Author

Ainsley Cray

Degree Type

Thesis

Degree Name

Master of Arts (MA)

Department

History

First Advisor

Avi Chomsky

Abstract

This paper examines the ways in which the environment of Barbados was altered after the founding of an English colony on the island in 1627. The rate and manner of change is addressed, as well as the ecology of the island before English colonization. Before English occupation, Barbados was primarily covered in thick tropical rainforest, and had no human population. Within several decades of settlement, the island was almost exclusively covered in sugar cane plantations, and supported a dense human population. The paper also looks at the consequences of environmental alteration. The change to a plantation ecology made many islanders wealthy and powerful, and made Barbados a major player in the world economy. But the changes made to the island ecosystem also impacted the health and mortality of the inhabitants, the economic growth of the colony, the prevalence of food shortages, and the heavy reliance on slave labor from Africa. Many of these consequences continued even after the 17th century, and some can be seen today.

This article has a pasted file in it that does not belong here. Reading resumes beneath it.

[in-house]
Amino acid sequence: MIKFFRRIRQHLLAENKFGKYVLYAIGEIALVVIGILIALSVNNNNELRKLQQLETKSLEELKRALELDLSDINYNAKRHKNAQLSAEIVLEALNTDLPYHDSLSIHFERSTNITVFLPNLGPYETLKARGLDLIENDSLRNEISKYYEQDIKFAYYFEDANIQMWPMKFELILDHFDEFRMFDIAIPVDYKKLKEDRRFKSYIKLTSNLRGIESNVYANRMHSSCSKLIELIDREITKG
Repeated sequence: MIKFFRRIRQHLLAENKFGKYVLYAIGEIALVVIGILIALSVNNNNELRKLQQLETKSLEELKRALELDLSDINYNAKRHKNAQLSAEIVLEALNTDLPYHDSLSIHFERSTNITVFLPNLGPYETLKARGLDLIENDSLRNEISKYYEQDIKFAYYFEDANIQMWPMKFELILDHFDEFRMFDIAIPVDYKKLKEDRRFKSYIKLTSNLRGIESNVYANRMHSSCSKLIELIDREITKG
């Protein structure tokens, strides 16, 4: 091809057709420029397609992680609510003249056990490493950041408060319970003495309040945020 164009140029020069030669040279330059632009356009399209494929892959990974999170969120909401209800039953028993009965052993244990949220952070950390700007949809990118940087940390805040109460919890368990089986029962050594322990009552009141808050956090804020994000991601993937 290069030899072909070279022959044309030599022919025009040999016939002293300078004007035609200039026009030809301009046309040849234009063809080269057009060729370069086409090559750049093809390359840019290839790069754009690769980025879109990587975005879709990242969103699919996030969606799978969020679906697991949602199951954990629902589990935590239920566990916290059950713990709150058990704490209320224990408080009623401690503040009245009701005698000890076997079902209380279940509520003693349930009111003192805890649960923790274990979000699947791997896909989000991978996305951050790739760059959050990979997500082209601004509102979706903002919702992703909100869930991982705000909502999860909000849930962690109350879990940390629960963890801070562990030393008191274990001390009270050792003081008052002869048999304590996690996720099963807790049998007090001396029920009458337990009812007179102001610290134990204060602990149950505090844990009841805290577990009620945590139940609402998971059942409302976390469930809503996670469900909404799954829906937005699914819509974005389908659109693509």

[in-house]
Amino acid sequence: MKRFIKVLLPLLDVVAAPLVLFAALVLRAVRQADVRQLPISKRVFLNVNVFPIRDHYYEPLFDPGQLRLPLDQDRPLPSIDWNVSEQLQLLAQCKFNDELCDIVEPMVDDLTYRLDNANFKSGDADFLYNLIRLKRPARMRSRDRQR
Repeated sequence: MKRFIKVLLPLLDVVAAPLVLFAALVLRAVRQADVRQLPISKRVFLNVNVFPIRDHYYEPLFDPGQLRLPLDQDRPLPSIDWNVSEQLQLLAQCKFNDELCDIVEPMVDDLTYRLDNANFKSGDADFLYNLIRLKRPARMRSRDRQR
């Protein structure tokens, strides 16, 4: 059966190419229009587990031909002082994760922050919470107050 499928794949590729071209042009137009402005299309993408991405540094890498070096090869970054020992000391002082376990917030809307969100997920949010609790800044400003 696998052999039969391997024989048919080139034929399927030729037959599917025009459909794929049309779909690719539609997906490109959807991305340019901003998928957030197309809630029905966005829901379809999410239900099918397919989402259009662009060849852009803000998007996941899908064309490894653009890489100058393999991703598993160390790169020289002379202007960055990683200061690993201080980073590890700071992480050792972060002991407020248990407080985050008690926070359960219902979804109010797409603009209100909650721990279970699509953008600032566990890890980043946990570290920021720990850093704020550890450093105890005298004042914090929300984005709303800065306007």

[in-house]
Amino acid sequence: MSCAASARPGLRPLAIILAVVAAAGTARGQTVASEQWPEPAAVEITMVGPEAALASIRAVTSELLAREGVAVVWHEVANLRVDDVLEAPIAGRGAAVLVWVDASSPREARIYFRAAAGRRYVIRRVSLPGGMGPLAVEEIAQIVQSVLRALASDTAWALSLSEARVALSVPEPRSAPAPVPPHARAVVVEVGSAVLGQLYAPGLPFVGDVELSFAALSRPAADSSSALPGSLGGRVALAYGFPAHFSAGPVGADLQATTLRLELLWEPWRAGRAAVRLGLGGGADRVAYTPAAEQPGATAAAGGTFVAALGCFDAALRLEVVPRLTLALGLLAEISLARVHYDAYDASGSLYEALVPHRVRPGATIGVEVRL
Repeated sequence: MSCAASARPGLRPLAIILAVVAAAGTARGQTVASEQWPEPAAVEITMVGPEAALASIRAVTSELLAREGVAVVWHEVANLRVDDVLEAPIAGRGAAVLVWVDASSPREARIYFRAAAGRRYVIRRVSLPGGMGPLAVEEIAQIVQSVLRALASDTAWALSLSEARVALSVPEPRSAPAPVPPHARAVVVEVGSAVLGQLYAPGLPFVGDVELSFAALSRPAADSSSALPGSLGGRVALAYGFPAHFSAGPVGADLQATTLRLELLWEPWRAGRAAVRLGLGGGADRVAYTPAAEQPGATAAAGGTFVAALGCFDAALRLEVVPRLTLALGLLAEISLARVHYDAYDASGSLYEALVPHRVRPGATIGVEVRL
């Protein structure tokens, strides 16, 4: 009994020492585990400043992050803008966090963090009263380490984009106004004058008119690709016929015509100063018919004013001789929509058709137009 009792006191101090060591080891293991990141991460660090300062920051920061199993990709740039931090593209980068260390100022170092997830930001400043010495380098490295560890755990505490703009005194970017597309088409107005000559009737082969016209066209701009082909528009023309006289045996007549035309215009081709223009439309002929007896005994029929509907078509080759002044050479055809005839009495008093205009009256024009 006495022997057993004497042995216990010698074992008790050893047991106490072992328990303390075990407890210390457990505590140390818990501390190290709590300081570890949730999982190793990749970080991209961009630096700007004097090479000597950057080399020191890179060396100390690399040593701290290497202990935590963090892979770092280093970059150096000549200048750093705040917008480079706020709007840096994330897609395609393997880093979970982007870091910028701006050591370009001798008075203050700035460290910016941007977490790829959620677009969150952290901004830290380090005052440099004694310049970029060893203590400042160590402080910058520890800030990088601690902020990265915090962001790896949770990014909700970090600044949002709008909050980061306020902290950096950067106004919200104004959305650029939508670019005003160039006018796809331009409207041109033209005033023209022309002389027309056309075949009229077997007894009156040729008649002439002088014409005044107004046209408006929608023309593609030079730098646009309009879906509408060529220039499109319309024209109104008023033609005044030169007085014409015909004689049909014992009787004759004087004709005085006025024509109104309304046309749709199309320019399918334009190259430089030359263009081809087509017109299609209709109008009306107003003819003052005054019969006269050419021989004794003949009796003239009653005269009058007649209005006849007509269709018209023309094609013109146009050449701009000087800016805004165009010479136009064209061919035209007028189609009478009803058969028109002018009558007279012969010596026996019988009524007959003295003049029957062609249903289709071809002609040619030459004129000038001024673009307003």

Department

History

Degree Name

Master of Arts (MA)

COinS